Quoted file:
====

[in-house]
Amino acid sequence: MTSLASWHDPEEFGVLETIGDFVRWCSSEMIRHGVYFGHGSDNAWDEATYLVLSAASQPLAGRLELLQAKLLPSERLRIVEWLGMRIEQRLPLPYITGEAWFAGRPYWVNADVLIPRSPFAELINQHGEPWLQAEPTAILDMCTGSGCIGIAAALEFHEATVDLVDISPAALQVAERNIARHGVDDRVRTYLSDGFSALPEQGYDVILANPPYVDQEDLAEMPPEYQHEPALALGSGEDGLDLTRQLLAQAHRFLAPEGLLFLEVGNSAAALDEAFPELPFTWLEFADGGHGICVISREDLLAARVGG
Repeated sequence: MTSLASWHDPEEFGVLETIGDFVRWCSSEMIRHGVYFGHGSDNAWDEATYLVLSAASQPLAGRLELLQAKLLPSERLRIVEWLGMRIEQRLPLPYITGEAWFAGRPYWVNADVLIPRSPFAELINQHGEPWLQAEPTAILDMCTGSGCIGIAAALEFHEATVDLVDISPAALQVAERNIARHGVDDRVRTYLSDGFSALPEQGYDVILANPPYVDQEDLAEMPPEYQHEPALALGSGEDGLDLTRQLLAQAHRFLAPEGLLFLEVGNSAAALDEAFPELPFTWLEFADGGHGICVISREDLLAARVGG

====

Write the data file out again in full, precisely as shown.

[in-house]
Amino acid sequence: MTSLASWHDPEEFGVLETIGDFVRWCSSEMIRHGVYFGHGSDNAWDEATYLVLSAASQPLAGRLELLQAKLLPSERLRIVEWLGMRIEQRLPLPYITGEAWFAGRPYWVNADVLIPRSPFAELINQHGEPWLQAEPTAILDMCTGSGCIGIAAALEFHEATVDLVDISPAALQVAERNIARHGVDDRVRTYLSDGFSALPEQGYDVILANPPYVDQEDLAEMPPEYQHEPALALGSGEDGLDLTRQLLAQAHRFLAPEGLLFLEVGNSAAALDEAFPELPFTWLEFADGGHGICVISREDLLAARVGG
Repeated sequence: MTSLASWHDPEEFGVLETIGDFVRWCSSEMIRHGVYFGHGSDNAWDEATYLVLSAASQPLAGRLELLQAKLLPSERLRIVEWLGMRIEQRLPLPYITGEAWFAGRPYWVNADVLIPRSPFAELINQHGEPWLQAEPTAILDMCTGSGCIGIAAALEFHEATVDLVDISPAALQVAERNIARHGVDDRVRTYLSDGFSALPEQGYDVILANPPYVDQEDLAEMPPEYQHEPALALGSGEDGLDLTRQLLAQAHRFLAPEGLLFLEVGNSAAALDEAFPELPFTWLEFADGGHGICVISREDLLAARVGG